A nonprofit program that teaches character-building and environment appreciation to thousands of Maryland sixth-graders each year has been forced to start charging students for their week on the Chesapeake Bay as a result of the state's budget cuts.
According to George Custom, executive director of the North Bay Adventure program, what was a $1.7 million allocation in state funds as recently as two years ago has been slashed to $600,000 for the 2009-2010 school year.
Custom said that North Bay, located on 89 acres in Cecil County near the mouth of the Susquehanna River, is geared toward students "who don't have access to programs such as ours."
Previously free for school programs, Custom said that the average cost is around $350 per student, with $150 of it still subsidized by the state. School districts with students interested in the program are having to find other ways to finance the remainder of the cost. Some districts are opting for similar programs closer to home that won't cost as much. Many are seeking grants from other nonprofit foundations or trying to be creative with school fundraisers.
"Our goal is not to have the cost fall back on the students" and their families, Custom said in a recent interview.
Custom said that his program, which is funded through the Erickson Foundation, is trying to help school districts and individual schools find the necessary resources to keep sending children to the Cecil County location for one week a year. One of those sources, the Chesapeake Bay Trust, offers between $750,000 and $1 million annually in grants for educational programs, according to its spokeswoman, Alicia Levy.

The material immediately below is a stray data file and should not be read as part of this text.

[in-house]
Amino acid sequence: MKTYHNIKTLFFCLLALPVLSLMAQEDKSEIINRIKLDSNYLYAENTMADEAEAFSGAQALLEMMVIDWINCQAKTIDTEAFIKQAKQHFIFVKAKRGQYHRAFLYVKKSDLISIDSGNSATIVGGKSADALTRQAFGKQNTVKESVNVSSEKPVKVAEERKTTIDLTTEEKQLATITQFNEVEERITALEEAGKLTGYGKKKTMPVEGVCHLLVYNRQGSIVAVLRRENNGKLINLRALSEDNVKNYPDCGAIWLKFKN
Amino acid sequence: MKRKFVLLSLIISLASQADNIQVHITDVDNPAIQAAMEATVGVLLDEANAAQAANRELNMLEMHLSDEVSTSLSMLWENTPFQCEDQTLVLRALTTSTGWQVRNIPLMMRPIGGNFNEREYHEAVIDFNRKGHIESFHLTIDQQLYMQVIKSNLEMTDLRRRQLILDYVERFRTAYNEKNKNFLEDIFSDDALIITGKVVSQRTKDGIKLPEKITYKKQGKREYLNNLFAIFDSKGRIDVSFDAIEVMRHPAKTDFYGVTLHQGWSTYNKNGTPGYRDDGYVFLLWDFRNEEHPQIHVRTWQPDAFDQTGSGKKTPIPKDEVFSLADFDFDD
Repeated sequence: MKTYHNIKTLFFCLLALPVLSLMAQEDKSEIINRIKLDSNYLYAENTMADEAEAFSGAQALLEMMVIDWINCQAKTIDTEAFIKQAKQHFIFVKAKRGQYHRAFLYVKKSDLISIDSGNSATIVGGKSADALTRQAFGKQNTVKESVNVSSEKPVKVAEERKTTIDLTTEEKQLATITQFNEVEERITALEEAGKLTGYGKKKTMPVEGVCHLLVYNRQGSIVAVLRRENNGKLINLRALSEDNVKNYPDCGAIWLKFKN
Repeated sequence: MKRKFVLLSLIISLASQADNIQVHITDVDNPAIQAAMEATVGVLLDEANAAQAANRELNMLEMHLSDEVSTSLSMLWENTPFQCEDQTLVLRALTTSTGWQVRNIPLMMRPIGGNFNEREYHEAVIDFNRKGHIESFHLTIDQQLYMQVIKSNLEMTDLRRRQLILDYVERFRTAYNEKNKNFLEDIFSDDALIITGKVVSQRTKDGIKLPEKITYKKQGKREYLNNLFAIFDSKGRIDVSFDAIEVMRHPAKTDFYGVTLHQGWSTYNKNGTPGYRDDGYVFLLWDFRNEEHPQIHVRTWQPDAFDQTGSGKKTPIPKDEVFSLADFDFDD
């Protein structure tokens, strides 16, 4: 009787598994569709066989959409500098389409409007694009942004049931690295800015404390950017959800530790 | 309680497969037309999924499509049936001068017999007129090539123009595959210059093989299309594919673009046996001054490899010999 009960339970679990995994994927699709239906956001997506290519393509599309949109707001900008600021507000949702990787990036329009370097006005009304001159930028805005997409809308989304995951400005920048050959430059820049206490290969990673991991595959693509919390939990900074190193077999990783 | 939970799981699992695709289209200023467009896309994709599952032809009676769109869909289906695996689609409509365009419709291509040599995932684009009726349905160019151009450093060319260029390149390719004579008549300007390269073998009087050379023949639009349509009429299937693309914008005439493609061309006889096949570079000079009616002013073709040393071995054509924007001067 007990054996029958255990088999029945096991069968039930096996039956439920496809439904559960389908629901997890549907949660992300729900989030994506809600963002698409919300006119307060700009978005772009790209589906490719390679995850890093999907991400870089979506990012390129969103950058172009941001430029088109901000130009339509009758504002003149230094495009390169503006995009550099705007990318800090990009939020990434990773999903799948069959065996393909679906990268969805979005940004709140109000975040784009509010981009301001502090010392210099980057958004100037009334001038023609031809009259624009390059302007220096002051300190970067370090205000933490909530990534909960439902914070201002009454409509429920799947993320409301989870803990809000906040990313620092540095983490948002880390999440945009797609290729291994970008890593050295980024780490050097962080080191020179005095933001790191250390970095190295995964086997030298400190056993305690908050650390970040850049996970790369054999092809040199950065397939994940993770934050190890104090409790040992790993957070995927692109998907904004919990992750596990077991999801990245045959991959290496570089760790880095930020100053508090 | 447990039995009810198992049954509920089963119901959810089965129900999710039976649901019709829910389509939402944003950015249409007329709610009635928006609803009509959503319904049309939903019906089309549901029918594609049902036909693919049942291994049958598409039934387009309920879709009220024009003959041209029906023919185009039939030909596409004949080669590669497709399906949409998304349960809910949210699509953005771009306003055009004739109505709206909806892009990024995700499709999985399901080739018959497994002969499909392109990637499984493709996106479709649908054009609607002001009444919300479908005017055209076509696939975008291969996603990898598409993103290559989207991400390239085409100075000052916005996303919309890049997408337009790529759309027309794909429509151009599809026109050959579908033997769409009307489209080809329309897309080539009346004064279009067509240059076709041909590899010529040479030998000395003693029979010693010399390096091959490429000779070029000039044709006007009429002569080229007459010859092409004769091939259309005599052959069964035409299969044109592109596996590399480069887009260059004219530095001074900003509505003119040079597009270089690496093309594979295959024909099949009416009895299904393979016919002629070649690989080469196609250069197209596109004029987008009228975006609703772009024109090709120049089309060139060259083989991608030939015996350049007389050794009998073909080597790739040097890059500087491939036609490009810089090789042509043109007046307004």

North Bay officials are hopeful that the budget cuts won't hurt the program's success in educating as many as 10,000 students in a given year, but educational director Keith Williams acknowledges that there hasn't been a consistent number of students each week. While one week the program might be at the capacity of around 350 to 375 students, the next week there might be as few as 100 students, Williams said.
Some schools, such as Catonsville Middle School, are considering charging students between $150 and $200 each (depending on whether buses are used) while generating the rest of the money through school fundraising events.
Assistant Principal Michelle Feeney, who oversees the school's participation in the program, said that "we have some families that can afford it and some that can't." The Baltimore County school has received money for about 10 scholarships from some families and is raising money by selling lawn chairs that people can use at the town's Fourth of July fireworks show.
Feeney said that the program is so well-received by the school's families that "I have parents who want to go back [as chaperones] who don't even have kids in the school" and is so popular among students that "when they write their memories as eighth-graders, they write about going to North Bay."
Custom, Feeney said, has "really tried to work with the schools. He's really been fantastic," adding that North Bay employees have come back to Catonsville Middle School for assemblies and to lead peer support groups. Feeney said that going to North Bay "sets the tone for the rest of their middle school years."
Williams said that most of the school districts that have sent students since the program began are continuing to do so. One exception this year was the Allegany County school district, which includes four middle schools.
Mia Cross, spokeswoman for the Allegany County Public Schools, said the sixth-graders, who earn 20 service learning hours, will spend the week at Rocky Gap State Park in Cumberland.
"I haven't talked with anybody, but the sense I get is that people were disappointed," Cross said. "The two groups of sixth-graders who went to North Bay really enjoyed it."
Cross added that the trip to North Bay was often "the first time many of these kids had been outside the borders of Allegany County."
Williams is hopeful that most school districts will find a way to pay for the trip to the upper Chesapeake Bay site.
"Most of the schools are applying for grants," Williams said. "We are working with the schools to point them in the right direction. We want to make sure that the students get a good experience and that the closer they get to the Chesapeake, it will have a positive effect on them and their environment."